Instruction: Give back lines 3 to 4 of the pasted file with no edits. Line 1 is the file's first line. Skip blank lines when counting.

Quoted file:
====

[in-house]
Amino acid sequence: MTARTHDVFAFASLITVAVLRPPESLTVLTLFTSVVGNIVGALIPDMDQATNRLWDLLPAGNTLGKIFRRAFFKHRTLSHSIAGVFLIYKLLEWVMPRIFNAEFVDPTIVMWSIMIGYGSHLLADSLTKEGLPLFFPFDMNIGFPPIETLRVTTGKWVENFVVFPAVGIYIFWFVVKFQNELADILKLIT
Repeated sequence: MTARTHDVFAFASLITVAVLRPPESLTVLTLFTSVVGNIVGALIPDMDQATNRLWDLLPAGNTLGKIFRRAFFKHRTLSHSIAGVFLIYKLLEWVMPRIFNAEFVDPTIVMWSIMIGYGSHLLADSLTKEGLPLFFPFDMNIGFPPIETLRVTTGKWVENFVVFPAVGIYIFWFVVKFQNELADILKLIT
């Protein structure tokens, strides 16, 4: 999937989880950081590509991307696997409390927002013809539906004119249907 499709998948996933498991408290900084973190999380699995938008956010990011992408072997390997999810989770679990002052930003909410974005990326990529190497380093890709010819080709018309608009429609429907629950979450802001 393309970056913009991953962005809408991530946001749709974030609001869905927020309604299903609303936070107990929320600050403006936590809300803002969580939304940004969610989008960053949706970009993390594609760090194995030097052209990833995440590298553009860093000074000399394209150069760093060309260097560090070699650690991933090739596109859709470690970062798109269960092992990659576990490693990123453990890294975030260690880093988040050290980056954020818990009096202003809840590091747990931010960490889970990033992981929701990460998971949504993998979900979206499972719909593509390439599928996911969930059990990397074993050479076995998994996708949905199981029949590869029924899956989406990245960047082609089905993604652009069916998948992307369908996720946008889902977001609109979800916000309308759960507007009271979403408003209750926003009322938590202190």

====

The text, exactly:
Repeated sequence: MTARTHDVFAFASLITVAVLRPPESLTVLTLFTSVVGNIVGALIPDMDQATNRLWDLLPAGNTLGKIFRRAFFKHRTLSHSIAGVFLIYKLLEWVMPRIFNAEFVDPTIVMWSIMIGYGSHLLADSLTKEGLPLFFPFDMNIGFPPIETLRVTTGKWVENFVVFPAVGIYIFWFVVKFQNELADILKLIT
């Protein structure tokens, strides 16, 4: 999937989880950081590509991307696997409390927002013809539906004119249907 499709998948996933498991408290900084973190999380699995938008956010990011992408072997390997999810989770679990002052930003909410974005990326990529190497380093890709010819080709018309608009429609429907629950979450802001 393309970056913009991953962005809408991530946001749709974030609001869905927020309604299903609303936070107990929320600050403006936590809300803002969580939304940004969610989008960053949706970009993390594609760090194995030097052209990833995440590298553009860093000074000399394209150069760093060309260097560090070699650690991933090739596109859709470690970062798109269960092992990659576990490693990123453990890294975030260690880093988040050290980056954020818990009096202003809840590091747990931010960490889970990033992981929701990460998971949504993998979900979206499972719909593509390439599928996911969930059990990397074993050479076995998994996708949905199981029949590869029924899956989406990245960047082609089905993604652009069916998948992307369908996720946008889902977001609109979800916000309308759960507007009271979403408003209750926003009322938590202190």